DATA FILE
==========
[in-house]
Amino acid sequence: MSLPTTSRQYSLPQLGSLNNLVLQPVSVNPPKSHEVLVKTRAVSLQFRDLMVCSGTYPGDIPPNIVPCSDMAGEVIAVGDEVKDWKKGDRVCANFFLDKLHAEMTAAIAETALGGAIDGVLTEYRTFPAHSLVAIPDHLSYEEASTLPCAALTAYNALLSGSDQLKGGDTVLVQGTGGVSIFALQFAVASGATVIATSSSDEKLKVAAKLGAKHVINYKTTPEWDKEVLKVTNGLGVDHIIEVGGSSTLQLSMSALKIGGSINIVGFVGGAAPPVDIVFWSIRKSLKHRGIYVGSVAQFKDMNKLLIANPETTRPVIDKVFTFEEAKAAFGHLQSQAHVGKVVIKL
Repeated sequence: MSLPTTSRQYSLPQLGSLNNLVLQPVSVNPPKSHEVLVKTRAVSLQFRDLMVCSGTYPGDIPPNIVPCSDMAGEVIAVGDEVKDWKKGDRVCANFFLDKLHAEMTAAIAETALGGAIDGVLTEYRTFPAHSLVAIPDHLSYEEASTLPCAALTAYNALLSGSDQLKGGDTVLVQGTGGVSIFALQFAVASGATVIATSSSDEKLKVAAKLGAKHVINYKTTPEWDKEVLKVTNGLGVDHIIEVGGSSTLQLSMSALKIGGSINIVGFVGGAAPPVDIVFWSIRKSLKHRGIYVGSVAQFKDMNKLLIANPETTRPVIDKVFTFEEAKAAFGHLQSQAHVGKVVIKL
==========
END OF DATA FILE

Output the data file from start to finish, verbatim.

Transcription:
[in-house]
Amino acid sequence: MSLPTTSRQYSLPQLGSLNNLVLQPVSVNPPKSHEVLVKTRAVSLQFRDLMVCSGTYPGDIPPNIVPCSDMAGEVIAVGDEVKDWKKGDRVCANFFLDKLHAEMTAAIAETALGGAIDGVLTEYRTFPAHSLVAIPDHLSYEEASTLPCAALTAYNALLSGSDQLKGGDTVLVQGTGGVSIFALQFAVASGATVIATSSSDEKLKVAAKLGAKHVINYKTTPEWDKEVLKVTNGLGVDHIIEVGGSSTLQLSMSALKIGGSINIVGFVGGAAPPVDIVFWSIRKSLKHRGIYVGSVAQFKDMNKLLIANPETTRPVIDKVFTFEEAKAAFGHLQSQAHVGKVVIKL
Repeated sequence: MSLPTTSRQYSLPQLGSLNNLVLQPVSVNPPKSHEVLVKTRAVSLQFRDLMVCSGTYPGDIPPNIVPCSDMAGEVIAVGDEVKDWKKGDRVCANFFLDKLHAEMTAAIAETALGGAIDGVLTEYRTFPAHSLVAIPDHLSYEEASTLPCAALTAYNALLSGSDQLKGGDTVLVQGTGGVSIFALQFAVASGATVIATSSSDEKLKVAAKLGAKHVINYKTTPEWDKEVLKVTNGLGVDHIIEVGGSSTLQLSMSALKIGGSINIVGFVGGAAPPVDIVFWSIRKSLKHRGIYVGSVAQFKDMNKLLIANPETTRPVIDKVFTFEEAKAAFGHLQSQAHVGKVVIKL